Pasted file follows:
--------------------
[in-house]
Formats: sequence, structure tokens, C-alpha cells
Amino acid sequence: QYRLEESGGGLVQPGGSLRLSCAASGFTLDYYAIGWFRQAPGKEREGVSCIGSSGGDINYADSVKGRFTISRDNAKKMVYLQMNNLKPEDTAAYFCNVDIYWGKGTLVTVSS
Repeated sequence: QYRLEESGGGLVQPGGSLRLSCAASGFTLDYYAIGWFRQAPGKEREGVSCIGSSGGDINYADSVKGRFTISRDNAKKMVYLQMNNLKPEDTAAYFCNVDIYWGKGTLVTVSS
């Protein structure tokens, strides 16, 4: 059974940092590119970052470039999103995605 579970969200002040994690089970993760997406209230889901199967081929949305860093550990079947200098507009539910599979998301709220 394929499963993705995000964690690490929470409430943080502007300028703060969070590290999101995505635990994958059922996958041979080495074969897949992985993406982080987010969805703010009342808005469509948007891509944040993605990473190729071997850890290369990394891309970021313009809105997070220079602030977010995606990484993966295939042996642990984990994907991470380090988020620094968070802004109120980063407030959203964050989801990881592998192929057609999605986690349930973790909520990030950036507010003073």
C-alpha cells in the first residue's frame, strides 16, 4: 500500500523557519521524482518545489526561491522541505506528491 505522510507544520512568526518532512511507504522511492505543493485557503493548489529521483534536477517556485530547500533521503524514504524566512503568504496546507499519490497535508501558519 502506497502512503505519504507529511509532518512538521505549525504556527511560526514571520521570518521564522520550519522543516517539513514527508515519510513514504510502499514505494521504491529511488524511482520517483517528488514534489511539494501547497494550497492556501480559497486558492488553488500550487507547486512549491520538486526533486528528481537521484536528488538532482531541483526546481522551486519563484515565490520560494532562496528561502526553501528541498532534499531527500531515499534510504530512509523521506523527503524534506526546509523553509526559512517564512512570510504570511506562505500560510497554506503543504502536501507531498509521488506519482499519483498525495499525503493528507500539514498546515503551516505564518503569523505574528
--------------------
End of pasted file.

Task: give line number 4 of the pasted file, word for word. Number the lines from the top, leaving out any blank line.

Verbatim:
Repeated sequence: QYRLEESGGGLVQPGGSLRLSCAASGFTLDYYAIGWFRQAPGKEREGVSCIGSSGGDINYADSVKGRFTISRDNAKKMVYLQMNNLKPEDTAAYFCNVDIYWGKGTLVTVSS